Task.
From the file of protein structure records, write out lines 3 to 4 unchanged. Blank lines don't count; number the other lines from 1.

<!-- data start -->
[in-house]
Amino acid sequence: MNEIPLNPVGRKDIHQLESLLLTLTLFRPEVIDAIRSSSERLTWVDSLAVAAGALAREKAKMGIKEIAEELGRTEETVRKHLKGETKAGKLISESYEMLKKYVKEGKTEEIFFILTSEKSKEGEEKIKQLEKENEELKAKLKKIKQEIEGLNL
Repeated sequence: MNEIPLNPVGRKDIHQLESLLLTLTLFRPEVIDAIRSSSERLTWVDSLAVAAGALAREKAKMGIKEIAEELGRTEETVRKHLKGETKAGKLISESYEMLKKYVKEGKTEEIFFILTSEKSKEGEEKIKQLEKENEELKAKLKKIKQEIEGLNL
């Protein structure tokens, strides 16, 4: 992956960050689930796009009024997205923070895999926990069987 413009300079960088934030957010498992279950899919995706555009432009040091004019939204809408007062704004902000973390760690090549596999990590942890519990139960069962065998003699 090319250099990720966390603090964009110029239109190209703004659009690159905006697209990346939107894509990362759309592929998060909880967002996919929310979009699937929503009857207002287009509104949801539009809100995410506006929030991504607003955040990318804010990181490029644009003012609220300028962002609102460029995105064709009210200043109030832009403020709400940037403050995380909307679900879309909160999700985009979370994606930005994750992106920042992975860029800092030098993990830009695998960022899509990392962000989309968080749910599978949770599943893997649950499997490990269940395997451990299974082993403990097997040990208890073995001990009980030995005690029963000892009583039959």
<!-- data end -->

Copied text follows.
Repeated sequence: MNEIPLNPVGRKDIHQLESLLLTLTLFRPEVIDAIRSSSERLTWVDSLAVAAGALAREKAKMGIKEIAEELGRTEETVRKHLKGETKAGKLISESYEMLKKYVKEGKTEEIFFILTSEKSKEGEEKIKQLEKENEELKAKLKKIKQEIEGLNL
């Protein structure tokens, strides 16, 4: 992956960050689930796009009024997205923070895999926990069987 413009300079960088934030957010498992279950899919995706555009432009040091004019939204809408007062704004902000973390760690090549596999990590942890519990139960069962065998003699 090319250099990720966390603090964009110029239109190209703004659009690159905006697209990346939107894509990362759309592929998060909880967002996919929310979009699937929503009857207002287009509104949801539009809100995410506006929030991504607003955040990318804010990181490029644009003012609220300028962002609102460029995105064709009210200043109030832009403020709400940037403050995380909307679900879309909160999700985009979370994606930005994750992106920042992975860029800092030098993990830009695998960022899509990392962000989309968080749910599978949770599943893997649950499997490990269940395997451990299974082993403990097997040990208890073995001990009980030995005690029963000892009583039959």